Having Humility in our Spiritual Desires

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Having Humility in our Spiritual Desires

Michael Berg
July 15, 2020

At the end of the portion Masei, Moses is leaving this world and there is a whole discussion about how the physical land of Israel is going to be divided up. But the two tribes of Reuben and Gad, and the half tribe of Menasha, decide that they don’t want to live in the land of Israel; they want to live across the Jordan River.

They go to Moses and tell him they know that they are supposed to enter into the land of Israel after 40 years of travelling, but now towards the end of it, they don’t want to go. Moses tells them it’s okay, but in order to get this great gift, they have to send their soldiers with the rest of the Israelites, and then they will have the right to take the land for themselves. It’s a great story; two and a half tribes had a great desire. They asked Moses if it was ok, and Moses finds a way to make it okay, with a little caveat, that they have to send their soldiers. Everybody’s happy.

However, the Hidah, Rav Hayyim Yosef David Azulai, writes that the truth of the situation was that the tribes of Reuben, Gad, and the half tribe of Menasha had not perfected themselves enough and were not on the spiritual level to enter into the elevation of Israel.

Therefore, the real reason that the tribes of Reuben, Gad, and the half tribe of Menasha did not enter was because they didn’t merit it. And the Hidah says to look at the greatness of what the Creator does here. The Creator does not want to embarrass them. Can you imagine if they had come to the borders of the land of Israel and Moses told them, “No, wait. Only nine and a half tribes can go in because they merited it, they did the work, and the tribes of Reuben, Gad, and half the tribe of Menasha have to stay on this side because they haven’t merited it yet. Maybe in a few years, if they continue doing the work, they’ll be able to enter.“ They’d be so embarrassed! So instead of embarrassing them, the Creator put it in their hearts that not only should they want to stay, but that they’d even beg for it; this way, they begged and worked to receive something that was actually a punishment for them.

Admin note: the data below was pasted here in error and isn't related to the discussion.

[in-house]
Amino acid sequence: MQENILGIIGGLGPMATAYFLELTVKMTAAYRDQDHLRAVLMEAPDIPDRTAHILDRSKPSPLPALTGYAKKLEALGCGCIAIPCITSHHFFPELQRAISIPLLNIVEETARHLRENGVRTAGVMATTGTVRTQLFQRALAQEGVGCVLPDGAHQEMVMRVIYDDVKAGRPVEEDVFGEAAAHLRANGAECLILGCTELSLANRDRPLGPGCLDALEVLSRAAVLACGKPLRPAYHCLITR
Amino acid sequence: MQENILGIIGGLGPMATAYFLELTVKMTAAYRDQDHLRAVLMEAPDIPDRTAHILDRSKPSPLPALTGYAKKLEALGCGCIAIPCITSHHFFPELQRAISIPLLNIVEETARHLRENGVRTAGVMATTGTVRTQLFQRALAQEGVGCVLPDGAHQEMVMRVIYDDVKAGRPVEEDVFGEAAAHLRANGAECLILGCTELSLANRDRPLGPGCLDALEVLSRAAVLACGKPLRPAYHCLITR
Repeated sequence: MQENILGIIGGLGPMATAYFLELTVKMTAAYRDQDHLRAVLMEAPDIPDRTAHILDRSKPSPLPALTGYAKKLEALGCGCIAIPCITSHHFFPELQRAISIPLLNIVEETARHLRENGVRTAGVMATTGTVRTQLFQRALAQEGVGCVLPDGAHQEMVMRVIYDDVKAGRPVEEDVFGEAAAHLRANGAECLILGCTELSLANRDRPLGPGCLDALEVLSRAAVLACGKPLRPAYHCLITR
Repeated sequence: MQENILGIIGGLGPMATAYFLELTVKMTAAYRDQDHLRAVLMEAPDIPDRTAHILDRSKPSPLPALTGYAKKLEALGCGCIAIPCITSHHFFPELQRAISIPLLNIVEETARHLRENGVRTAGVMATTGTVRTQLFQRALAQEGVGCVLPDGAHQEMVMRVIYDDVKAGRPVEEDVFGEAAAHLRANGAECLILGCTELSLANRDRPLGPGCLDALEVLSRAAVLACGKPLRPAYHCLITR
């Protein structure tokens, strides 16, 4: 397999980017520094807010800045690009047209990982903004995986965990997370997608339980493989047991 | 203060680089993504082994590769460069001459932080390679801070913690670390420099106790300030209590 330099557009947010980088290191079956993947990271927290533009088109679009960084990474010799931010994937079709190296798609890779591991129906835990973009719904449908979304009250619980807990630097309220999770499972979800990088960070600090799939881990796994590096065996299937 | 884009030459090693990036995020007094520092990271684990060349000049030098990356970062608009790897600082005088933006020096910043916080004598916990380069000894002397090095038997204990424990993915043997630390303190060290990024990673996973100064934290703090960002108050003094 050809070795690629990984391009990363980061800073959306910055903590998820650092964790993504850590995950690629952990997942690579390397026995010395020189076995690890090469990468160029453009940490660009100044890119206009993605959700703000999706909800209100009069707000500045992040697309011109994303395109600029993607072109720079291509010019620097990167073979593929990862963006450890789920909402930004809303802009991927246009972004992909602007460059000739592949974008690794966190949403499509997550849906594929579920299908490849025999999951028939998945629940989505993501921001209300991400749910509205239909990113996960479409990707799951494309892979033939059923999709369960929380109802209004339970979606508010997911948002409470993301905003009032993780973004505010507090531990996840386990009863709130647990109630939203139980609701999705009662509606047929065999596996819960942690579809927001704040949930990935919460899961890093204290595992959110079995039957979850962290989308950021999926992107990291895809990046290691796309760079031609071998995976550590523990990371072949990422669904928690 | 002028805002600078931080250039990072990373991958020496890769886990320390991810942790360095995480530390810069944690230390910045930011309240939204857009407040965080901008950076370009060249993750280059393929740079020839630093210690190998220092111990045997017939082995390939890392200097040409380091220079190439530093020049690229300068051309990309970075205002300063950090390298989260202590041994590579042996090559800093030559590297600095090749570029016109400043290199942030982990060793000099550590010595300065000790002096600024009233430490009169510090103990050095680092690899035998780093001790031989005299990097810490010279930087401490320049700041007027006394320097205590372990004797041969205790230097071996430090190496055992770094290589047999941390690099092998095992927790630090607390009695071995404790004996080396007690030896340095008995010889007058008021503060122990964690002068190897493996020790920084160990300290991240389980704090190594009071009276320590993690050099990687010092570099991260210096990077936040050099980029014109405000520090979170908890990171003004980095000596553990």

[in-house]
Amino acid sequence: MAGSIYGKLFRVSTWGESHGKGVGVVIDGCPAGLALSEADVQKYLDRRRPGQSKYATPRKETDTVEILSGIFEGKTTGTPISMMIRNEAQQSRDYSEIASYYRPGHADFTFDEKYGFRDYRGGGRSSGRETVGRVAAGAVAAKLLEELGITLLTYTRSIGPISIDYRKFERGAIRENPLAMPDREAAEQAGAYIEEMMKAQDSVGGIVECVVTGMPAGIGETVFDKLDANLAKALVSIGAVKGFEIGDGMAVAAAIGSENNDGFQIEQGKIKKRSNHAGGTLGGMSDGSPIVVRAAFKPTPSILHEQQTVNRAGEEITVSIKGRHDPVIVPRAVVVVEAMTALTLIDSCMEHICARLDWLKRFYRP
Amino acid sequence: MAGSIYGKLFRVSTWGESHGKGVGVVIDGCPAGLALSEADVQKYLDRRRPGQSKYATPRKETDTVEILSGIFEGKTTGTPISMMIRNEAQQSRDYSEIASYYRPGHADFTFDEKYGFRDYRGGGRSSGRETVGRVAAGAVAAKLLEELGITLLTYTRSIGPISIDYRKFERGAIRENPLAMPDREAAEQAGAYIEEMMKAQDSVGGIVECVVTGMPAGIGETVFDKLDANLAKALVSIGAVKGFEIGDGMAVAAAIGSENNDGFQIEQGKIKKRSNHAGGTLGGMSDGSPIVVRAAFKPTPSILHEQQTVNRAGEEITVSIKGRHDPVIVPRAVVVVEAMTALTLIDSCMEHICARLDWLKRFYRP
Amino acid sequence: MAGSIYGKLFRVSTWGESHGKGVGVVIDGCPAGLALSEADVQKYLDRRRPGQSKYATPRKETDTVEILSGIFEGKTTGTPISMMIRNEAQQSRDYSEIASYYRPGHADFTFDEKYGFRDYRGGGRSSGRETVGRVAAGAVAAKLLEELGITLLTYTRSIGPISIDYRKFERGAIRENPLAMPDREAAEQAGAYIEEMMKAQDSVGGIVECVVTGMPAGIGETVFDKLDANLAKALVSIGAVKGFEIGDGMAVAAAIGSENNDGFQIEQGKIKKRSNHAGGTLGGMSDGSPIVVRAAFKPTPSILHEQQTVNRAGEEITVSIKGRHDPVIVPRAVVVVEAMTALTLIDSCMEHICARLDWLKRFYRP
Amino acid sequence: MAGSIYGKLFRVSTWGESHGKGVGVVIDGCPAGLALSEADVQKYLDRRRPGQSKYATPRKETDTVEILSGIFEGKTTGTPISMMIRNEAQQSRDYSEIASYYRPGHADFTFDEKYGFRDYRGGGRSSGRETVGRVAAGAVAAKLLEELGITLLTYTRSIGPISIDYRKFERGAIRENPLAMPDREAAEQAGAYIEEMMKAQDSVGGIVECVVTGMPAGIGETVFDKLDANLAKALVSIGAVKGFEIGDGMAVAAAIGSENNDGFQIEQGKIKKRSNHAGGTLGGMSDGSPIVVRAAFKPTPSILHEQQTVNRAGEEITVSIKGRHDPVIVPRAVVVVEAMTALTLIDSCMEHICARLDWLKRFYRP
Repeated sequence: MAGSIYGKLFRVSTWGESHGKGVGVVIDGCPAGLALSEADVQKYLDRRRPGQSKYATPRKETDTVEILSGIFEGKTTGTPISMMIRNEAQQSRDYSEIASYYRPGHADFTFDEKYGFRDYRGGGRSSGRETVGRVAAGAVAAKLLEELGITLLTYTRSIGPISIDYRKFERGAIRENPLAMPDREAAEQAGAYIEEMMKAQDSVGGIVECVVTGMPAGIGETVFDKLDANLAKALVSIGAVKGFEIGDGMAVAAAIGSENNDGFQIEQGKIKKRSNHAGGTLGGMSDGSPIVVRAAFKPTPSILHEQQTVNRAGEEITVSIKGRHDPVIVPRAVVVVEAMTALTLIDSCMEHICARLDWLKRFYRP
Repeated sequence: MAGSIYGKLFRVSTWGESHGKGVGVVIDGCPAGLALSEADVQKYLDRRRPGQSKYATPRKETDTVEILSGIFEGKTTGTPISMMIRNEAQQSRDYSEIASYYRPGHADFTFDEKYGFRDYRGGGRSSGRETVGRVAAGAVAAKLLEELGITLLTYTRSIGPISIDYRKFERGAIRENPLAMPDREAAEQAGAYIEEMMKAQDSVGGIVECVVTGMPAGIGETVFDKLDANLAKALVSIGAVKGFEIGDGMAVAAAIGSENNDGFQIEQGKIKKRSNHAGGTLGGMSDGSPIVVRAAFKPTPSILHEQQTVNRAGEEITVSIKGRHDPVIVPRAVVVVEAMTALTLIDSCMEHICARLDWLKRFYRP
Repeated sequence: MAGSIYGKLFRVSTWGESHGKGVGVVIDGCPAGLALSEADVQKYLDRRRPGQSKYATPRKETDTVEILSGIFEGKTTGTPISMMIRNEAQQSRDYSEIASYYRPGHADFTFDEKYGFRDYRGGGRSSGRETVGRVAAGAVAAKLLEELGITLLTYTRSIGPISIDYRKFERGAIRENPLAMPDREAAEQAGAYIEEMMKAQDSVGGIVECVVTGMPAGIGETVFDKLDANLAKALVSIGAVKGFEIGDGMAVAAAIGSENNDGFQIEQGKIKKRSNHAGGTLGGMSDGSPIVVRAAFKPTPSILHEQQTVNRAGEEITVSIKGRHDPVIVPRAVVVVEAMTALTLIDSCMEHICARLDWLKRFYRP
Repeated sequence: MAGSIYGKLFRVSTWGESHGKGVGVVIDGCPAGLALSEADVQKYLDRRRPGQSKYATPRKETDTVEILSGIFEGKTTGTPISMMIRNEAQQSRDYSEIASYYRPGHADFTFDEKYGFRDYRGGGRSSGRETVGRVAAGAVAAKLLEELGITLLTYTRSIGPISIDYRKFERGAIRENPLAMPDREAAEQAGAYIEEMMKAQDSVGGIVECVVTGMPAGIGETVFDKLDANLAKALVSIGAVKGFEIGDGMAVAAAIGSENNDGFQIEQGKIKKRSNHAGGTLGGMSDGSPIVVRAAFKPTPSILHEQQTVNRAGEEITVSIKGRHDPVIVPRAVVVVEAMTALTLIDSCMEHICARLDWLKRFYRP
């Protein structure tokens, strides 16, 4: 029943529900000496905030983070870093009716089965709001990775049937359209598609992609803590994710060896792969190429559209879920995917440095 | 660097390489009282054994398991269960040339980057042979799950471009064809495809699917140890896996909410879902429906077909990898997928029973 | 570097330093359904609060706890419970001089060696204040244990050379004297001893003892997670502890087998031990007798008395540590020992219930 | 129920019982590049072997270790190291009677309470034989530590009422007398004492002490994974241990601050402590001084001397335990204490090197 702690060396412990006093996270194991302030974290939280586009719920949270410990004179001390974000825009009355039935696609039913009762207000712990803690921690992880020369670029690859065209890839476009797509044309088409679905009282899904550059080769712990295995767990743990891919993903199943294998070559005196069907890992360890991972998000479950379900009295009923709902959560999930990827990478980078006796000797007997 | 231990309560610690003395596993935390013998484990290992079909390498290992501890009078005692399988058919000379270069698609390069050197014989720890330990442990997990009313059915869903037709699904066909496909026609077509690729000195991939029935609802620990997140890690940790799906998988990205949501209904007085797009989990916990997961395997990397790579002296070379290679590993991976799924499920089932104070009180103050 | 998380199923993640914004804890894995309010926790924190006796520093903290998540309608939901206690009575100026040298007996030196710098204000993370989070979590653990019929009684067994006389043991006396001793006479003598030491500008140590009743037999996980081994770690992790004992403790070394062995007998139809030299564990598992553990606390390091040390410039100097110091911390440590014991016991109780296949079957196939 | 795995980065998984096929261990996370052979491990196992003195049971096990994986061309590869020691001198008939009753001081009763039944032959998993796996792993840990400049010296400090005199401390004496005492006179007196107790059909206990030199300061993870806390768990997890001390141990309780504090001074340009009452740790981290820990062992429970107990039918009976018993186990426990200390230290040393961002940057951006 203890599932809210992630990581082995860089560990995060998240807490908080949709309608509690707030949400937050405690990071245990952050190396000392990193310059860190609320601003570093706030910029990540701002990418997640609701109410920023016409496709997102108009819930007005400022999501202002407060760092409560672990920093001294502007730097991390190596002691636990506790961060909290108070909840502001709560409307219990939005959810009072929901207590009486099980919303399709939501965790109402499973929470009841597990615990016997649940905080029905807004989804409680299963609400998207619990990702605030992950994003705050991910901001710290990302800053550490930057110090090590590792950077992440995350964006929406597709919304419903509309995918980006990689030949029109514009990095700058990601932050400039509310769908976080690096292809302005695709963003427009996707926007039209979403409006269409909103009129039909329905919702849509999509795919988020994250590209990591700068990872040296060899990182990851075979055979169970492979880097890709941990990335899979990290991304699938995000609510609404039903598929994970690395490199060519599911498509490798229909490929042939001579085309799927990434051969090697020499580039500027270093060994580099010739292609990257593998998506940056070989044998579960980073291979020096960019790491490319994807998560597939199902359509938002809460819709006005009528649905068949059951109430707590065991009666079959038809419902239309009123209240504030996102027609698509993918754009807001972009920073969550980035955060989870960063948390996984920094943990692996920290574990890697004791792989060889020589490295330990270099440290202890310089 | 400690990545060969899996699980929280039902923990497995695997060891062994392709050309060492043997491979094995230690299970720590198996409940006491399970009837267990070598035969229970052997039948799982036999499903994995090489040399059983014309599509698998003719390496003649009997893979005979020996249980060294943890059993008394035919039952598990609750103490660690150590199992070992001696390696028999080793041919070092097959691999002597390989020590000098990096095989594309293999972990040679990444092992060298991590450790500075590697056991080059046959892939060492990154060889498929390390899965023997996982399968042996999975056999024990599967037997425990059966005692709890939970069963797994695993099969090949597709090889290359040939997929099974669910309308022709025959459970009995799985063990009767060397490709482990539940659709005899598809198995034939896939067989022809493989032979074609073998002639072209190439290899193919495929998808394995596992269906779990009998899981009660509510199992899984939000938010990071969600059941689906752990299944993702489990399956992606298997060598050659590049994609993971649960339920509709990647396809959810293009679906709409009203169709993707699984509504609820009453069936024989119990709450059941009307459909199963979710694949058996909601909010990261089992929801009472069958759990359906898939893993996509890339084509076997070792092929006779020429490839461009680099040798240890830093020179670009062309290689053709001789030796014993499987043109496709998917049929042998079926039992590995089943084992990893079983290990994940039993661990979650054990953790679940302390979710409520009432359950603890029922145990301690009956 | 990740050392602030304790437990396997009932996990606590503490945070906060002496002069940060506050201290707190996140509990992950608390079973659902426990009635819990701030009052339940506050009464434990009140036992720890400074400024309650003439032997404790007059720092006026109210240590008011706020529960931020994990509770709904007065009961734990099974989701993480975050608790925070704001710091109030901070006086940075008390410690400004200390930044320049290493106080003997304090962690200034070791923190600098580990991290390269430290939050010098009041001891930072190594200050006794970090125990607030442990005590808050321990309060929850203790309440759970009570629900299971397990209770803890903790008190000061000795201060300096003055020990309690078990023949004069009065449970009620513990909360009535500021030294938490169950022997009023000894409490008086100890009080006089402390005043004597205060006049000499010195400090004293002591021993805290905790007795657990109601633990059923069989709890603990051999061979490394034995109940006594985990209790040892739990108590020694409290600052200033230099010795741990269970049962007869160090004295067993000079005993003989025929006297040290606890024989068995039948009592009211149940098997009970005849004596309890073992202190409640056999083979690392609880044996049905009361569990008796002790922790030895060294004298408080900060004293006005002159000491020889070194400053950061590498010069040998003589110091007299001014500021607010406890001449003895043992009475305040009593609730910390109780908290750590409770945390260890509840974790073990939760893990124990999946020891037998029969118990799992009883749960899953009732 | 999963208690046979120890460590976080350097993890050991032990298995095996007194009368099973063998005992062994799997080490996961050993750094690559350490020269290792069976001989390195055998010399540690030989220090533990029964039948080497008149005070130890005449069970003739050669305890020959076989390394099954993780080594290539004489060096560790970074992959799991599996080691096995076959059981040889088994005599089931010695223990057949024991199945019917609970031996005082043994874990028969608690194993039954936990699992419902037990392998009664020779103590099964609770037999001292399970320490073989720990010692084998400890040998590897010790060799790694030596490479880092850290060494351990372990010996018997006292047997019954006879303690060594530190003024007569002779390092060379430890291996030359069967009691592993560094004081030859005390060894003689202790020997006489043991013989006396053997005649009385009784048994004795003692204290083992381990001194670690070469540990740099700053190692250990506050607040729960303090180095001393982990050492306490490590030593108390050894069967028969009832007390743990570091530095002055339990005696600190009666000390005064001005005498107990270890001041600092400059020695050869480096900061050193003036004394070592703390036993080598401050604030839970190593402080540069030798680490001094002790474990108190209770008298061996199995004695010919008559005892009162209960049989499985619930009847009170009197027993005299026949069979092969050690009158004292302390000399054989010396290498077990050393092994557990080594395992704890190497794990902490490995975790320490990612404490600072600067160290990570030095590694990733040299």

Let’s think about this in terms of our own lives. How many times do we beg for things? We say, “I want this to happen. I really want that to happen.” It can actually be very dangerous, because who knows if the only reason why a certain desire is coming to us is because it is keeping us from getting something greater? Think about it - the thousands of people in the tribes of Reuben and Gad and the half tribe of Menasha were so excited. They were so thankful that their prayers had been answered and they got to stay on the other side of the Jordan River. They thought they got exactly what they wanted, instead of realizing that their souls really needed to do the work and merit entering into the land of Israel.

There are many great lessons here, but one of them is this idea of having humility about our spiritual desires. Next time we think, “This is what I need to do, and I hope the Creator gives me the strength to do it,” stop for a second and say, “you know what, there’s a good chance that this is completely not what I’m supposed to do.” We need to live our lives in a way that is constantly open to the fact that our great spiritual desire might actually be the worst thing for us.

When we think about our lives, our decisions, our desires, and what we push ourselves to do, we have to realize how dangerous that can be and to always have in our mind that yes, I hope this is what I’m supposed to do, and I hope if this is what I’m supposed to do, the Creator will assist me, but there’s a great chance that I am completely off and not only is this not what I’m supposed to do, but worse, it will be completely detrimental to me. We need to ask the Creator to show us what we’re supposed to do, to be completely open and never get locked into a certain action that we want to do or outcome that we want to achieve.

What we learn from the tribes of Reuben, Gad, and half the tribe of Menasha is to always have humility in our spiritual desires and in our spiritual plan. It’s so interesting to see how wrong they were in the way they saw it. And the truth is that chances are today, right now, every single one of us has an aspect of our lives where we are acting like the tribes of Reuben, Gad and the half tribe of Menasha. To be saved from our own spiritual desires, it is a good idea to remember this story and be open to the chance that everything we think we want to accomplish spiritually is completely wrong.